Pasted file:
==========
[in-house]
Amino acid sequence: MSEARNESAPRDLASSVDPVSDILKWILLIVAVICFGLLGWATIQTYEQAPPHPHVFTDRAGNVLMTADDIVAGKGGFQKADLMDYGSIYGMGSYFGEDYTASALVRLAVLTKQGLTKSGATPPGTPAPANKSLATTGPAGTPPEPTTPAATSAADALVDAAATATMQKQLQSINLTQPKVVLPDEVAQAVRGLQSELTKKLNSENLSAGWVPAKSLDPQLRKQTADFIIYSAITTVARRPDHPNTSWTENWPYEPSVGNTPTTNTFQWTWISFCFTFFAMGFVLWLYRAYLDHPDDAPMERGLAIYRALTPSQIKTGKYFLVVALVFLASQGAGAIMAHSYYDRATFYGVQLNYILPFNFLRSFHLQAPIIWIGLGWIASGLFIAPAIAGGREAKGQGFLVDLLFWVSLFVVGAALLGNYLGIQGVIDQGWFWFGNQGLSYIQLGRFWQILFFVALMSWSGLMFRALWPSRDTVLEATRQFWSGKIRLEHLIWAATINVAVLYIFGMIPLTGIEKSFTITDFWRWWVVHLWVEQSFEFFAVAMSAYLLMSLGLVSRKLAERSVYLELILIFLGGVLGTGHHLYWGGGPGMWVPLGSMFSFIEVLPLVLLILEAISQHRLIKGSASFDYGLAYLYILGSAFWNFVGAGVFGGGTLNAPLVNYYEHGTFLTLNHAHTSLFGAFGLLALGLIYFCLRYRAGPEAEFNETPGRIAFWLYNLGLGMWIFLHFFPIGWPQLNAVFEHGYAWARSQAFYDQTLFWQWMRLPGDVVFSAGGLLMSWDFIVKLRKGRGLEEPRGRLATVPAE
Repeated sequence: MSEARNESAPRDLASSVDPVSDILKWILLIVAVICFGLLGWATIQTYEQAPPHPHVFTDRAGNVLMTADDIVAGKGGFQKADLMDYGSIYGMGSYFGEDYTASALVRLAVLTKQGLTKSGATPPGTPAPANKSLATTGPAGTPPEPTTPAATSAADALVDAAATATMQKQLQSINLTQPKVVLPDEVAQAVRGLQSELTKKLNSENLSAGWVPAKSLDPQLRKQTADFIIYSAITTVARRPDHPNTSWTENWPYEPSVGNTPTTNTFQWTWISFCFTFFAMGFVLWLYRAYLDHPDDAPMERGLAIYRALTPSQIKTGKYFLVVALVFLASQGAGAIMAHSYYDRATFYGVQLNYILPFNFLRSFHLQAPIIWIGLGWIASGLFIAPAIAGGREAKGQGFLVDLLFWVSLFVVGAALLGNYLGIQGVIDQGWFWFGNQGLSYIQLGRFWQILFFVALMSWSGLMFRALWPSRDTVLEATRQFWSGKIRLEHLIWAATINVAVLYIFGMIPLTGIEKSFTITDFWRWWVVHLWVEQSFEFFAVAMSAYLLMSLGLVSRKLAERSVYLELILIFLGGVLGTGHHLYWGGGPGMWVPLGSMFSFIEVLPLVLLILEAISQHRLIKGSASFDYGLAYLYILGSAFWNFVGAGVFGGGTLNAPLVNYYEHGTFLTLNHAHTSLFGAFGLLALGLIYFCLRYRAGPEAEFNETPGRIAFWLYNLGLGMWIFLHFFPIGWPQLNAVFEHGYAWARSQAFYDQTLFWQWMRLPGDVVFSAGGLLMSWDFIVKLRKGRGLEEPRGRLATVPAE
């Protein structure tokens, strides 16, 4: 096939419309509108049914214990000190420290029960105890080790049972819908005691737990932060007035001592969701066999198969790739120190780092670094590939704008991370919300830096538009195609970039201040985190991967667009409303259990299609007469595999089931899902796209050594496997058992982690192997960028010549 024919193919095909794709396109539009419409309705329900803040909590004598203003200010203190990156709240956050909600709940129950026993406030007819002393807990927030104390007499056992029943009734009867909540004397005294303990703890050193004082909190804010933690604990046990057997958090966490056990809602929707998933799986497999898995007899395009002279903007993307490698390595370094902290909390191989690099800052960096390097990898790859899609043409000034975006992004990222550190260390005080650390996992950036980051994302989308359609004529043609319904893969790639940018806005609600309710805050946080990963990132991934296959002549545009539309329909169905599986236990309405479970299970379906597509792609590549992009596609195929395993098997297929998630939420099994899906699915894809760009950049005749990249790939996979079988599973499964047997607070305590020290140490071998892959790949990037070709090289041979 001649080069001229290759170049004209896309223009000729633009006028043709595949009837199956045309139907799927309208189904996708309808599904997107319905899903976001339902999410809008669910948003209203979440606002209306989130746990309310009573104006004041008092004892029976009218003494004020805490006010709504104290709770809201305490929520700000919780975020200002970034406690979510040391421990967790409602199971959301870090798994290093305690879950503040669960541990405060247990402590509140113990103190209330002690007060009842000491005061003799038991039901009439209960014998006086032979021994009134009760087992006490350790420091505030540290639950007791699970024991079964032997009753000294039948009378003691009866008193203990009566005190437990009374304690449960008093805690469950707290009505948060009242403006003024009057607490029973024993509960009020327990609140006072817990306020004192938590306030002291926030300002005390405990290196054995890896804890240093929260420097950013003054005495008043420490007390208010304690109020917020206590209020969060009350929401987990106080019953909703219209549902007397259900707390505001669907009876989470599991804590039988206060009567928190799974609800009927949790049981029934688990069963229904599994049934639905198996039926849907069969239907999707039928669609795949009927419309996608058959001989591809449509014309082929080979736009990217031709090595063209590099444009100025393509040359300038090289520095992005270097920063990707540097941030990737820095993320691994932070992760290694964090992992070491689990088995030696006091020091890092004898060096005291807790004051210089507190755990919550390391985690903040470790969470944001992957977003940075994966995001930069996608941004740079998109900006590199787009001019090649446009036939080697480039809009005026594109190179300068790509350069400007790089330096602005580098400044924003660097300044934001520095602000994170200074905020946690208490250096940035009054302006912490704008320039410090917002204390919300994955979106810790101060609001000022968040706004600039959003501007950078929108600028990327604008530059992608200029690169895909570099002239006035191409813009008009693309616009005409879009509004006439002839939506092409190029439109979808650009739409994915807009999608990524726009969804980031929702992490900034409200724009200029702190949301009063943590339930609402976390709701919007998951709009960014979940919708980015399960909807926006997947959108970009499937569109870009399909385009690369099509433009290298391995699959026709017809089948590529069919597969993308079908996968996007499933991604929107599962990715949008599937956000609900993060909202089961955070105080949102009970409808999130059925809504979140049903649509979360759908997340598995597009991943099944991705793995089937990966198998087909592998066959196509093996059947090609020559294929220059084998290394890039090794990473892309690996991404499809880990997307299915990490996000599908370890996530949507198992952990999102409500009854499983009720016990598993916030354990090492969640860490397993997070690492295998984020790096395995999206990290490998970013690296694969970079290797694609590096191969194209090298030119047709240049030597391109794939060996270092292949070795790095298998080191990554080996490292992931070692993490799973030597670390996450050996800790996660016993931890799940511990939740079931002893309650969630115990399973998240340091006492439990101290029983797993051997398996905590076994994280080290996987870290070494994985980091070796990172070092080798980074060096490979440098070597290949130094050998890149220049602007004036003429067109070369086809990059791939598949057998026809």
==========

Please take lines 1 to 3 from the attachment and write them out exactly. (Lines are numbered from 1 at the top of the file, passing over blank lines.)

[in-house]
Amino acid sequence: MSEARNESAPRDLASSVDPVSDILKWILLIVAVICFGLLGWATIQTYEQAPPHPHVFTDRAGNVLMTADDIVAGKGGFQKADLMDYGSIYGMGSYFGEDYTASALVRLAVLTKQGLTKSGATPPGTPAPANKSLATTGPAGTPPEPTTPAATSAADALVDAAATATMQKQLQSINLTQPKVVLPDEVAQAVRGLQSELTKKLNSENLSAGWVPAKSLDPQLRKQTADFIIYSAITTVARRPDHPNTSWTENWPYEPSVGNTPTTNTFQWTWISFCFTFFAMGFVLWLYRAYLDHPDDAPMERGLAIYRALTPSQIKTGKYFLVVALVFLASQGAGAIMAHSYYDRATFYGVQLNYILPFNFLRSFHLQAPIIWIGLGWIASGLFIAPAIAGGREAKGQGFLVDLLFWVSLFVVGAALLGNYLGIQGVIDQGWFWFGNQGLSYIQLGRFWQILFFVALMSWSGLMFRALWPSRDTVLEATRQFWSGKIRLEHLIWAATINVAVLYIFGMIPLTGIEKSFTITDFWRWWVVHLWVEQSFEFFAVAMSAYLLMSLGLVSRKLAERSVYLELILIFLGGVLGTGHHLYWGGGPGMWVPLGSMFSFIEVLPLVLLILEAISQHRLIKGSASFDYGLAYLYILGSAFWNFVGAGVFGGGTLNAPLVNYYEHGTFLTLNHAHTSLFGAFGLLALGLIYFCLRYRAGPEAEFNETPGRIAFWLYNLGLGMWIFLHFFPIGWPQLNAVFEHGYAWARSQAFYDQTLFWQWMRLPGDVVFSAGGLLMSWDFIVKLRKGRGLEEPRGRLATVPAE
Repeated sequence: MSEARNESAPRDLASSVDPVSDILKWILLIVAVICFGLLGWATIQTYEQAPPHPHVFTDRAGNVLMTADDIVAGKGGFQKADLMDYGSIYGMGSYFGEDYTASALVRLAVLTKQGLTKSGATPPGTPAPANKSLATTGPAGTPPEPTTPAATSAADALVDAAATATMQKQLQSINLTQPKVVLPDEVAQAVRGLQSELTKKLNSENLSAGWVPAKSLDPQLRKQTADFIIYSAITTVARRPDHPNTSWTENWPYEPSVGNTPTTNTFQWTWISFCFTFFAMGFVLWLYRAYLDHPDDAPMERGLAIYRALTPSQIKTGKYFLVVALVFLASQGAGAIMAHSYYDRATFYGVQLNYILPFNFLRSFHLQAPIIWIGLGWIASGLFIAPAIAGGREAKGQGFLVDLLFWVSLFVVGAALLGNYLGIQGVIDQGWFWFGNQGLSYIQLGRFWQILFFVALMSWSGLMFRALWPSRDTVLEATRQFWSGKIRLEHLIWAATINVAVLYIFGMIPLTGIEKSFTITDFWRWWVVHLWVEQSFEFFAVAMSAYLLMSLGLVSRKLAERSVYLELILIFLGGVLGTGHHLYWGGGPGMWVPLGSMFSFIEVLPLVLLILEAISQHRLIKGSASFDYGLAYLYILGSAFWNFVGAGVFGGGTLNAPLVNYYEHGTFLTLNHAHTSLFGAFGLLALGLIYFCLRYRAGPEAEFNETPGRIAFWLYNLGLGMWIFLHFFPIGWPQLNAVFEHGYAWARSQAFYDQTLFWQWMRLPGDVVFSAGGLLMSWDFIVKLRKGRGLEEPRGRLATVPAE